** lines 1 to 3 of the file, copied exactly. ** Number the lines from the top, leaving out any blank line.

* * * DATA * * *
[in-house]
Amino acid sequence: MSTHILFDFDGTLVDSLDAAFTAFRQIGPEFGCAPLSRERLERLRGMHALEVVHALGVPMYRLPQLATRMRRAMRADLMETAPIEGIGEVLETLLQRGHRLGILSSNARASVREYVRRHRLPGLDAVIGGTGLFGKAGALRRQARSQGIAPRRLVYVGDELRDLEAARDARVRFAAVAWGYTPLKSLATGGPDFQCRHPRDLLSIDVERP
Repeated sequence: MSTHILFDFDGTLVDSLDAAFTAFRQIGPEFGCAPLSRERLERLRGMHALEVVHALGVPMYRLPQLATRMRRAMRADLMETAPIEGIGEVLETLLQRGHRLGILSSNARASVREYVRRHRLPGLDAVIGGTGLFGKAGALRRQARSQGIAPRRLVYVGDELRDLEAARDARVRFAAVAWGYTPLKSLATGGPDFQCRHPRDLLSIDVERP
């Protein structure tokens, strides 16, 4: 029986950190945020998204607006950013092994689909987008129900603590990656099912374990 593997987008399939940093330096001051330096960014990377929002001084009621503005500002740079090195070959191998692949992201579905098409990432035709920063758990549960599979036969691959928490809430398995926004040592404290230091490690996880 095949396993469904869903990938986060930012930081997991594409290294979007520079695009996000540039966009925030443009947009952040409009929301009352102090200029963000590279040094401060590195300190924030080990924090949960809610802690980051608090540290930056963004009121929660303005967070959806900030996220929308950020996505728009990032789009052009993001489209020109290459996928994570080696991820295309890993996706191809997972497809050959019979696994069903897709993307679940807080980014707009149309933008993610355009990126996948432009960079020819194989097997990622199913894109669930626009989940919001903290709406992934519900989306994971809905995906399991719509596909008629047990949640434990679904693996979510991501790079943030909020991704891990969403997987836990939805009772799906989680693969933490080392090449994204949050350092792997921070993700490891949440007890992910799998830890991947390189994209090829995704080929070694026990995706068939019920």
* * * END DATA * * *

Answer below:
[in-house]
Amino acid sequence: MSTHILFDFDGTLVDSLDAAFTAFRQIGPEFGCAPLSRERLERLRGMHALEVVHALGVPMYRLPQLATRMRRAMRADLMETAPIEGIGEVLETLLQRGHRLGILSSNARASVREYVRRHRLPGLDAVIGGTGLFGKAGALRRQARSQGIAPRRLVYVGDELRDLEAARDARVRFAAVAWGYTPLKSLATGGPDFQCRHPRDLLSIDVERP
Repeated sequence: MSTHILFDFDGTLVDSLDAAFTAFRQIGPEFGCAPLSRERLERLRGMHALEVVHALGVPMYRLPQLATRMRRAMRADLMETAPIEGIGEVLETLLQRGHRLGILSSNARASVREYVRRHRLPGLDAVIGGTGLFGKAGALRRQARSQGIAPRRLVYVGDELRDLEAARDARVRFAAVAWGYTPLKSLATGGPDFQCRHPRDLLSIDVERP